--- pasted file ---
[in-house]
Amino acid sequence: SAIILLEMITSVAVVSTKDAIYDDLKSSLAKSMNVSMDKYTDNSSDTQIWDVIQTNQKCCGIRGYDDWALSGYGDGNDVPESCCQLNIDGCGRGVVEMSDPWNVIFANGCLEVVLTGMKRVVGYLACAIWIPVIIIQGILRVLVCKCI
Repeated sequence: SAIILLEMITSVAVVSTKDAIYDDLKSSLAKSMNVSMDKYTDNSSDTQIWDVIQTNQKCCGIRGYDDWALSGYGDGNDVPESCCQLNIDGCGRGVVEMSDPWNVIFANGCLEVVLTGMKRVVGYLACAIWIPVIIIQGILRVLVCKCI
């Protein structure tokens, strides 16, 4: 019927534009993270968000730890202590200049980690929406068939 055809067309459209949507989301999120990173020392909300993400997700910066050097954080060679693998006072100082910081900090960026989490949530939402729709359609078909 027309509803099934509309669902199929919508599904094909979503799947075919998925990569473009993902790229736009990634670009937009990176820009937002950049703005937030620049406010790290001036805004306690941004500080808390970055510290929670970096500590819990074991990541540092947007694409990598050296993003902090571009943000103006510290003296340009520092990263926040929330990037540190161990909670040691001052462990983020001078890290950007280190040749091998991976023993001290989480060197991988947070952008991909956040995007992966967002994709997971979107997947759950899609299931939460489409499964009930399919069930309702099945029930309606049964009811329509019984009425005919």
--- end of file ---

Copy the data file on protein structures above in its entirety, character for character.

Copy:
[in-house]
Amino acid sequence: SAIILLEMITSVAVVSTKDAIYDDLKSSLAKSMNVSMDKYTDNSSDTQIWDVIQTNQKCCGIRGYDDWALSGYGDGNDVPESCCQLNIDGCGRGVVEMSDPWNVIFANGCLEVVLTGMKRVVGYLACAIWIPVIIIQGILRVLVCKCI
Repeated sequence: SAIILLEMITSVAVVSTKDAIYDDLKSSLAKSMNVSMDKYTDNSSDTQIWDVIQTNQKCCGIRGYDDWALSGYGDGNDVPESCCQLNIDGCGRGVVEMSDPWNVIFANGCLEVVLTGMKRVVGYLACAIWIPVIIIQGILRVLVCKCI
């Protein structure tokens, strides 16, 4: 019927534009993270968000730890202590200049980690929406068939 055809067309459209949507989301999120990173020392909300993400997700910066050097954080060679693998006072100082910081900090960026989490949530939402729709359609078909 027309509803099934509309669902199929919508599904094909979503799947075919998925990569473009993902790229736009990634670009937009990176820009937002950049703005937030620049406010790290001036805004306690941004500080808390970055510290929670970096500590819990074991990541540092947007694409990598050296993003902090571009943000103006510290003296340009520092990263926040929330990037540190161990909670040691001052462990983020001078890290950007280190040749091998991976023993001290989480060197991988947070952008991909956040995007992966967002994709997971979107997947759950899609299931939460489409499964009930399919069930309702099945029930309606049964009811329509019984009425005919």